Two years after Terry’s conviction, Congress passed the Fair Sentencing Act. The Act increased the amount of crack needed to trigger the mandatory minimum under § 841(b)(1)(A) from 50 to 280 grams and the mandatory minimum under § 841(b)(1)(B) from 5 to 28 grams. The Act made no modifications to § 841(b)(1)(C). Congress did not make the Fair Sentencing Act fully retroactive until 2018 when it passed the First Step Act. Under the First Step Act, crack offenders were eligible for a sentencing reduction if they previously received a sentence for “a violation of a Federal criminal statute, the statutory penalties for which were modified by” the Fair Sentencing Act. Terry sought resentencing under that language. The District Court denied Terry’s motion. The Eleventh Circuit affirmed on the basis that the Fair Sentencing Act modified the statutory penalties for §§ 841(b)(1)(A) and (b)(1)(B) offenses, but not § 841(b)(1)(C) offenses. The Supreme Court granted certiorari.

In an opinion authored by Justice Thomas and fully joined by seven other justices, the Terry Court endorsed the Eleventh Circuit’s reading of the statute. The Court explained that the Fair Sentencing Act modified the quantities necessary to trigger the 10-year mandatory minimum under § 841(b)(1)(A) and the 5-year mandatory minimum under § 841(b)(1)(B), but it did not modify any of the penalties under § 841(b)(1)(C). Because Terry was convicted and sentenced under § 841(b)(1)(C), his statutory punishment range was unaffected by the passage of the Fair Sentencing Act. Accordingly, he fell outside the category of offenders entitled to relief under the First Step Act.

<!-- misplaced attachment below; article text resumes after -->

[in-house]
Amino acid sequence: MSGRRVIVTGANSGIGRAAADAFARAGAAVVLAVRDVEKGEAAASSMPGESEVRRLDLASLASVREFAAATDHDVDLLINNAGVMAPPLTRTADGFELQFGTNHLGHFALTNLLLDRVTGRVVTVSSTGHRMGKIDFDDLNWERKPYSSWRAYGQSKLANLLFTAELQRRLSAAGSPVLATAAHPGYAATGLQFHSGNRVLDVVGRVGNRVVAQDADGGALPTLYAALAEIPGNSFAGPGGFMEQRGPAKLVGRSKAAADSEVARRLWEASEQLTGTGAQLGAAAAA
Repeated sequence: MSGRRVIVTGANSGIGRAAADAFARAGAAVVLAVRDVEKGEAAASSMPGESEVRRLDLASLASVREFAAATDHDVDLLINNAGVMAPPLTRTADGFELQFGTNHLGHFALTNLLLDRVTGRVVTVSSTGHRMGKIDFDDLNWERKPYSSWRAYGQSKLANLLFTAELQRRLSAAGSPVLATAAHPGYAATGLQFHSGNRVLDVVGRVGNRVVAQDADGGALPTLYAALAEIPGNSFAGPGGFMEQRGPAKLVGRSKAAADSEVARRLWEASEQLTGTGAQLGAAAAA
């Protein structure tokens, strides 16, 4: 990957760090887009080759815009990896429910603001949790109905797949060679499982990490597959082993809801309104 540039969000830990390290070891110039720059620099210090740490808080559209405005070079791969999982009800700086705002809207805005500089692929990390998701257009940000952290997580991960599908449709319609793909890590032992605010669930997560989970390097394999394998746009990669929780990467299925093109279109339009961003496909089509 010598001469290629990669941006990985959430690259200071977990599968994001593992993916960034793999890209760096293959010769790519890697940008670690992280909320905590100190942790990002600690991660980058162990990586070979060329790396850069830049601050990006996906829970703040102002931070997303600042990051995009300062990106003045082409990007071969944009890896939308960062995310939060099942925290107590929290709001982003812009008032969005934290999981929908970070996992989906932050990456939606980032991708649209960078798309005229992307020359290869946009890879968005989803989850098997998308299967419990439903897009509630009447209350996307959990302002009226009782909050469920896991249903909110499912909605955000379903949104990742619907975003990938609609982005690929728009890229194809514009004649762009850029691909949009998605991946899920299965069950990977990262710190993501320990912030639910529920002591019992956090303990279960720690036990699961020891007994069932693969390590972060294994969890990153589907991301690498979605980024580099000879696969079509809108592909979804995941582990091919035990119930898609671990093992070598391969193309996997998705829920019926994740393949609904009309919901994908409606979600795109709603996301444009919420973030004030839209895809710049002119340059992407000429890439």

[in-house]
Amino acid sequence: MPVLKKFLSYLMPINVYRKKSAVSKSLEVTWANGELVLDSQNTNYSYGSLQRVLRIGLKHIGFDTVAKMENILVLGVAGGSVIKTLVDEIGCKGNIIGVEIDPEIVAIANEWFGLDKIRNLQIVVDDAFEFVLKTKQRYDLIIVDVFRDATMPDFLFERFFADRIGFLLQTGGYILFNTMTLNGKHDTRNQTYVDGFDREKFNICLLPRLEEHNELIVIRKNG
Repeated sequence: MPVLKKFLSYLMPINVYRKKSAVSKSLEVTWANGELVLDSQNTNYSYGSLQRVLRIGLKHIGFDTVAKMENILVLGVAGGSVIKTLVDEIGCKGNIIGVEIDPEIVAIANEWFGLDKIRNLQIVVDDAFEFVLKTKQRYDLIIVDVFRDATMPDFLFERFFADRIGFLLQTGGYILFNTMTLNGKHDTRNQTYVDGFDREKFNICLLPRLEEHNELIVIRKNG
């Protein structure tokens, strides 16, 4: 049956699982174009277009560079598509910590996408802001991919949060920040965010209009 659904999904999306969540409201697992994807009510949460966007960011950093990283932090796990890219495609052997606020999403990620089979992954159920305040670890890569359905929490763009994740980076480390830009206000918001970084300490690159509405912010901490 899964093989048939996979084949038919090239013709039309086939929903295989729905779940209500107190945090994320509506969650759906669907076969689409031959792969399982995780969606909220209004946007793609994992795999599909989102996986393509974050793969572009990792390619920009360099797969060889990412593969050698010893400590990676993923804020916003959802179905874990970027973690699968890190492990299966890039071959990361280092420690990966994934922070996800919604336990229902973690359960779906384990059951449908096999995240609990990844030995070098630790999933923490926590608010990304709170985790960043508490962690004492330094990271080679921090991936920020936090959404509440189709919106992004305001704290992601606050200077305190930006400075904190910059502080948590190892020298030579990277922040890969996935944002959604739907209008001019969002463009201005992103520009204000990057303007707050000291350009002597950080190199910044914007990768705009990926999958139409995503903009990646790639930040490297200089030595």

Justice Sotomayor concurred in the judgment. She wrote separately to highlight the unfair result dictated by the First Step Act’s language. And she urged the political branches to “right this injustice.”

Van Buren v. United States, 593 U.S. __ (June 3, 2021)